Joan Caldwell, Associate
Sisters of St. Francis, Oldenburg

Reflection for the 30th Sunday in Ordinary Time, by S. Monica Zore, OSF

First Reading: Sirach 35:12-14, 16-18
Psalm: 34:2-3, 17-18,
Second Reading: 2 Timothy 4:6-8, 16-18
Gospel: Luke 18: 9-14

I have struggled with the parable about the Pharisee and the tax collector. Though I know that I am a sinner, I know that is not how I approach my God in prayer. I realized as I pray with the parable this time that I definitely identified more with the Pharisee. I would love to know that I have completed the checklist of things to do to get to heaven. And yet there are not enough good deeds that I could do that would earn me that privilege. The tax collector recognizes that undeserving as he is, God is there to receive him. And that is what our God desires, our willingness to come and give all and not be concerned with the items on a checklist. When we love, we do not have the time to count what has been done. We are caught up in the loving.

O loving God, You have lavished me with blessings. Help me trust in Your mercy and Your knowledge of my heart’s desire. Help me to respond generously, willingly, eagerly as I am called throughout my day to serve and share Your love. Help me to know that my effort is enough and all that You ask. Amen.

S. Monica Zore, OSF

Reflection for the 28th Sunday in Ordinary Time, by S. Mary Ann Stoffregen, OSF

First Reading: 2 Kings 5: 14-17
Second Reading: 2 Timothy 2: 8-13
Gospel: Luke 17: 11-19

When it’s hard for me to settle on a theme in the liturgical readings I go to the psalm response.  Today’s is perfect:  “The Lord has revealed his saving power.”  Even in the first reading, it is the Lord who is saving/healing as is evidenced when Elisha refuses the gift from Naaman.  In the letter to Timothy, Paul wants all the chosen to “obtain salvation that is in Christ Jesus.”  And in the Gospel, it is Jesus himself who saves/heals the ten lepers.  And what is our response to the saving/healing power of God?  Do we show our gratitude as Naaman or the Samaritan leper, returning to Jesus and glorifying God with loud voice?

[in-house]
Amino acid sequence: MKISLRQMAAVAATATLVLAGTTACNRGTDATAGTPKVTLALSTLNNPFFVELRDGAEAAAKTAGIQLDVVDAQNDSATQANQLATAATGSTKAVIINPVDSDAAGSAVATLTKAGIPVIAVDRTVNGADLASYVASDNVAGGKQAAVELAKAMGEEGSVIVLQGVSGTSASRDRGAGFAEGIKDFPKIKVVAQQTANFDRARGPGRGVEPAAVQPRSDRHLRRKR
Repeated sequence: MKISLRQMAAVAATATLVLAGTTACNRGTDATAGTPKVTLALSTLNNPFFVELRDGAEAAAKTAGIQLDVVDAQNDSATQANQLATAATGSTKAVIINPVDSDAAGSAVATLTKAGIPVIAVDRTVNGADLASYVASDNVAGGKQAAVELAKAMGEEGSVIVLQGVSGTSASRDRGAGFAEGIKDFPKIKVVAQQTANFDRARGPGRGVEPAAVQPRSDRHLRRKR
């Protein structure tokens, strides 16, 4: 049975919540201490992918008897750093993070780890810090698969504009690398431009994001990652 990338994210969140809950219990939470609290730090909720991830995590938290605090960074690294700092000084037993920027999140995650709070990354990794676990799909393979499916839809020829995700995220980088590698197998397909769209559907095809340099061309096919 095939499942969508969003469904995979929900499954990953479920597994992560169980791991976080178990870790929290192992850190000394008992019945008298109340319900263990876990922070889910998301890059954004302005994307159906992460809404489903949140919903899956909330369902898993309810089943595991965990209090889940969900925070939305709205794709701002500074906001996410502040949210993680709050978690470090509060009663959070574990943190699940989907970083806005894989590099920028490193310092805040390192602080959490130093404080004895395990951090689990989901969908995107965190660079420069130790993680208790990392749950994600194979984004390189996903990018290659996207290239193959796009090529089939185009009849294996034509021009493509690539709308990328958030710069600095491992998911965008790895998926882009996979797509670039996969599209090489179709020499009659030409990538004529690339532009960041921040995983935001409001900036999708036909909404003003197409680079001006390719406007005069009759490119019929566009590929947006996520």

Loving and forgiving God, thank you for the many ways you have saved and healed me.  Thank you for the gift of life, the grace of Baptism, the food of Eucharist, the hope of Reconciliation.  Help me to see your action in all the people and situations I encounter this week.  Let me be willing to do the simple things like plunging into the healing waters as well as the harder ones like accepting sufferings that may come to me, in the name of Jesus and with a grateful heart.

Mary Ann Stoffregen, OSF

Reflection for the 27th Sunday in Ordinary Time, by S. Rose O’Brien, OSF

Luke 17:5-10First Reading: Habakkuk 1:2-3; 2:2-4
Second Reading: 2 Timothy 1:6-8, 13-14
Gospel: Luke 17:5-10

What do we do when we experience hardships, trouble and misery?  Habakkuk complains to God directly about the destruction and misery he sees around him.  God replies that the vision still has its time and if it delays, wait for it and it will not disappoint.
What do we do when we experience hardships, trouble and misery?  We believe that God is with us always and we pray…
Come Lord Jesus, strengthen and console us in our faith and love.  Stir into flame again the Holy Spirit who dwells within us as we wait and we will not be disappointed.  Amen.
Rose O’Brien, osf